AEMO releases 30-year roadmap for electricity market

Reinforcing the supply of electricity to Newcastle, Sydney and Wollongong is a key to a 30-year plan to guarantee electricity supply across Australia on the National Electricity Market (NEM).

The Australian Energy Market Operator (AEMO) has released its three-decade roadmap this morning called the 2022 Integrated System Plan (ISP).

It recommends that what’s called the ‘Sydney ring’ should be worked on immediately with a Hunter transmission project which may include the Waratah super battery in the mix.

The project will help to shore up reliable supply for people in NSW after the closure of coal-fired power stations in the Hunter Valley including Eraring, Liddell and Bayswater.

As part of developing the ISP, AEMO CEO Daniel Westerman said they and stakeholders identified the most likely future for the NEM, called the ‘step change’ scenario, having considered ageing generation plants, technical innovation, economics, government policies, energy security and consumer choice.

“The step change scenario forecasts annual electricity consumption from the grid will double by 2050, as transport, heating, cooking and industrial processes are electrified and 60% of current coal generation exiting by 2030,” Daniel Westerman said.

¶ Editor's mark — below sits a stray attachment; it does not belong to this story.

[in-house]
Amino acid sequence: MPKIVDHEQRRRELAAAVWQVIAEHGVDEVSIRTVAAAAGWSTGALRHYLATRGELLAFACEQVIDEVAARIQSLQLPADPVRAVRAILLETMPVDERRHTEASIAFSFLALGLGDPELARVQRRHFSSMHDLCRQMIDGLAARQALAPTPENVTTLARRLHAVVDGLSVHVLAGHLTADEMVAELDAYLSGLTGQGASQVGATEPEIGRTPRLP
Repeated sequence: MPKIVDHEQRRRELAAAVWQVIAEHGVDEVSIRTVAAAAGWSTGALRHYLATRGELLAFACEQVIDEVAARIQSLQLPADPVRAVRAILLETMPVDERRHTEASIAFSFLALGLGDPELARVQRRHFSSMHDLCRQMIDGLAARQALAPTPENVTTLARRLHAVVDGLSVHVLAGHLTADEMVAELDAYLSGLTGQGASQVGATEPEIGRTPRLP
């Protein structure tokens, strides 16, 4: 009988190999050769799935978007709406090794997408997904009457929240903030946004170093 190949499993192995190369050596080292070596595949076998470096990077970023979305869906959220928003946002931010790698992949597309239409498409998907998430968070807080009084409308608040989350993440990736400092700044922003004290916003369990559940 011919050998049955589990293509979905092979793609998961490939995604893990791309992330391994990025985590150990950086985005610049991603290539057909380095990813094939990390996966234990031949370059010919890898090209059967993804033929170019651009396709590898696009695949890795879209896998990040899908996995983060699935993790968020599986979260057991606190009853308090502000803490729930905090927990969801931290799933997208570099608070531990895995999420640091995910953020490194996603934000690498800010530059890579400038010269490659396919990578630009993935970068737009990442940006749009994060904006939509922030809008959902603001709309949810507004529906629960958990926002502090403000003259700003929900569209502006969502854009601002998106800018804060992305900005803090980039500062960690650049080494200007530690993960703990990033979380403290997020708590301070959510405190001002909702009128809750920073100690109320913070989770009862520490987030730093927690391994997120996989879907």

“To maintain a secure, reliable and affordable electricity supply for consumers through this transition to 2050, investment is required for a nine-fold increase in grid-scale wind and solar capacity, triple the firming capacity (dispatchable storage, hydro and gas-fired generation) and a near five-fold increase in distributed solar,” he said.

Daniel Westerman said that the need to cost-effectively deliver the investment in firmed renewables has gathered momentum in recent months.

“We’ve recently seen market dynamics exhibiting the step change scenario, including accelerated coal-fired power station closures. In addition, generation unavailability and high commodity prices further highlight the need to invest in the transmission plan outlined in the ISP to support firmed renewables,” Daniel Westerman said.